A quality anchor is a sailor’s best friend.
Deployed correctly, most know it’s the secret to a good night’s sleep. It's also the only emergency hand-brake a vessel has, so understanding how to use it should be mandatory training for anyone who might be a regular crew.
General anchor system guidelines
- There are many types of anchors available. Some are better on mud and sand and not that effective on rock; some are good on rock but ineffective on any other bottom material.
- Anchors that perform well on most seafloor substrates include the CQR, Bruce and Delta.
- Anchor rode (or warp) can be all chain or a mixture of rope and chain. The chain always goes at the anchor end. The chain is an essential component of the holding power of your anchor system. Providing the winch can lift the total weight, more chain is better.
- Get professional advice from a reputable chandler when setting up an anchoring system. The weight and windage of a vessel should always be the first consideration.
- Coloured markers attached at measured intervals to the anchor rode are an excellent way to ensure anyone setting the anchor can accurately assess how much rode is deployed. See point 7 below.
General anchor deployment guidelines
- Pick your location carefully. Be mindful of damage to reefs, wrecks and watch for power cables. Find hazard information on navigation charts and most GPS units.
- If other divers are in the area, look for bubbles before dropping your anchor.
- Ideally, deploy an anchor in a well‐protected area with adequate water depth and a sandy or muddy bottom.
- Head into the wind and tide and slowly move the vessel to a point slightly ahead of ahead of the place you want the anchor to lay.
- Stop the boat and slowly lower the anchor over the bow to the bottom when in position.
- Slowly reverse the vessel, deploying anchor rode as you go.
- A general rule of thumb is to deploy at least three times as much rode as the water depth. For example, if you anchor in 10 meters, feed out 30 meters of anchor rode.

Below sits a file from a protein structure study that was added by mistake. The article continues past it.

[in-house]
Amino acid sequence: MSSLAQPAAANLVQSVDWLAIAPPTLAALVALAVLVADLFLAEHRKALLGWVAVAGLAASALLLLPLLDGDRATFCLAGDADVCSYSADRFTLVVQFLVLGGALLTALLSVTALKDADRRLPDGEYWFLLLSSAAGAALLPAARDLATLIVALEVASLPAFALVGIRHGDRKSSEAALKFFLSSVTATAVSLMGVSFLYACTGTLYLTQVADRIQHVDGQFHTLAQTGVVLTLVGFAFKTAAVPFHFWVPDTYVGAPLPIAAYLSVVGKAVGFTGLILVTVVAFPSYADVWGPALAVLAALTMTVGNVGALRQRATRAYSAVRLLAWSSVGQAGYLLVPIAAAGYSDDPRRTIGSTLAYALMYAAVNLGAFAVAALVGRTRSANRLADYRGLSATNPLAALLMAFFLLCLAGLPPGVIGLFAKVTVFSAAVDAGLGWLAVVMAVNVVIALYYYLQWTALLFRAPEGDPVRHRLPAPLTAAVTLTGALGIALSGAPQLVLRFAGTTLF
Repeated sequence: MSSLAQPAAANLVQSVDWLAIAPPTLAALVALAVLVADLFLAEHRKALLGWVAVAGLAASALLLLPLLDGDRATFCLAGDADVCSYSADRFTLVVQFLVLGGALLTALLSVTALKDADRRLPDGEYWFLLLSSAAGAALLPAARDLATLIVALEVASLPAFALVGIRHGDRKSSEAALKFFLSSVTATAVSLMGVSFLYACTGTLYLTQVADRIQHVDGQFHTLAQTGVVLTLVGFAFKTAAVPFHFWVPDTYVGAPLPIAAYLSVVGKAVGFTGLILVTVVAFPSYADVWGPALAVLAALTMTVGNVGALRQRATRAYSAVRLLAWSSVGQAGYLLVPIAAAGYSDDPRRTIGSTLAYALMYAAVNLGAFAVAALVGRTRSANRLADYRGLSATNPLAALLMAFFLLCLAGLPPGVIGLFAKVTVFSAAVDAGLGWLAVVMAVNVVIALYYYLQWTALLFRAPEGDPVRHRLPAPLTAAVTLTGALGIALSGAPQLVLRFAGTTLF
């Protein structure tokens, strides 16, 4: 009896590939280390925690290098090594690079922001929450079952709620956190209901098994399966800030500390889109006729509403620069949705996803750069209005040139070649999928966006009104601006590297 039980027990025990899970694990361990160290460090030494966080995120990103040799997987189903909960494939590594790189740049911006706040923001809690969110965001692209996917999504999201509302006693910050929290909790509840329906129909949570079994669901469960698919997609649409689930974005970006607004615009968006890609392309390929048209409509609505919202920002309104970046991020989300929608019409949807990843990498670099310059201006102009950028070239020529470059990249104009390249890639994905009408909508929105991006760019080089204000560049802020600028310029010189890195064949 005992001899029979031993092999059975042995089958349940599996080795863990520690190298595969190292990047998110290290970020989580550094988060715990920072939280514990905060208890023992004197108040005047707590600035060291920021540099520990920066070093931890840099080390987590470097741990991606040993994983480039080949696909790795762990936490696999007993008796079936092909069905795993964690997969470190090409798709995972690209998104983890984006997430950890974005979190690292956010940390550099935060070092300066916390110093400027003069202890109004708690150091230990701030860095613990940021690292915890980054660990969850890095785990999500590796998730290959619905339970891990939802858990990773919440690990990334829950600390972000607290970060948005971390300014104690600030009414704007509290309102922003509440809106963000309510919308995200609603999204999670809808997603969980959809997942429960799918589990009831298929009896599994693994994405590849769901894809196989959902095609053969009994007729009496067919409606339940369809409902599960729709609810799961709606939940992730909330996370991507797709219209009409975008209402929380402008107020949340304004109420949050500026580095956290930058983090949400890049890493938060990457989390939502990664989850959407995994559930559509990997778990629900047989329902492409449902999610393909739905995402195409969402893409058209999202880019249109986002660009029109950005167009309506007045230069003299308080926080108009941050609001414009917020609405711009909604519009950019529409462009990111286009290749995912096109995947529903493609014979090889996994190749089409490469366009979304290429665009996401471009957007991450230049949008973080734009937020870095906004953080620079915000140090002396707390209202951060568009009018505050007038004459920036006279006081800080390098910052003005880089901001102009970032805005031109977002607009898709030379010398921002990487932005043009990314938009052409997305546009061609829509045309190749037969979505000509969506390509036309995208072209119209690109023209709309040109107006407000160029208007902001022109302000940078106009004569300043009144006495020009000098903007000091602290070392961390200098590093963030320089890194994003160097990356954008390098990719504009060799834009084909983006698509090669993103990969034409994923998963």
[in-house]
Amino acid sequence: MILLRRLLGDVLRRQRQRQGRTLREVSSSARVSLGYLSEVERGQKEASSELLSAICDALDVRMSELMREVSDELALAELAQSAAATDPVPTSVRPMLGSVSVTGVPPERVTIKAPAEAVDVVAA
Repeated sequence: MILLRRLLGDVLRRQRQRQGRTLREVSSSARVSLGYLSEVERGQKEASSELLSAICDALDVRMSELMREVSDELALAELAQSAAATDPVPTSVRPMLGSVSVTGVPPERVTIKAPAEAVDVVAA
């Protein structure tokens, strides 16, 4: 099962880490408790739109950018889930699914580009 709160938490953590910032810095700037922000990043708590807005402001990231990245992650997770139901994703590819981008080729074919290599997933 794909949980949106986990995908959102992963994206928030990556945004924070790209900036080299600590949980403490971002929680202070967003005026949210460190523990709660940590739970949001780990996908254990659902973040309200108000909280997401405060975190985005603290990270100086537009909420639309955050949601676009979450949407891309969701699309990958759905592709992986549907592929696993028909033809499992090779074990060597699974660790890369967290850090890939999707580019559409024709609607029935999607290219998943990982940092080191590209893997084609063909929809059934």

- With rode secured, gently reverse the vessel to test the quality of the anchor set. If the anchor is dragging, pull it up and start again.
- Depth of the water, wind strength and current, can affect the effectiveness of the anchor holding.
- Caution: Do not anchor your boat from the stern, as this can result in an unexpected swamping and sinking incident
Pulling the anchor up or “weighing anchor” should be relatively easy.
- If possible, move the vessel slowly forward under power, retrieving the slack rode as you go. Take care not to run over the anchor rope accidentally. Even sinking anchor rope can entangle the propellor if you travel too quickly.
- Take care not to bang it on the boat's hull as the final two or three metres of rode are retrieved.
- Stow the anchor and all the rode securely ready for its next deployment.
Jettisoning the anchor
Should for any reason you need to jettison an anchor, attach a buoy to the rope end so you may recover it later.
If possible, it is wise to tie a heavy sinker or spare dive weight three or four metres down the rode to help reduce the risk of another vessel entangling its propellor in your jettisoned anchor rode.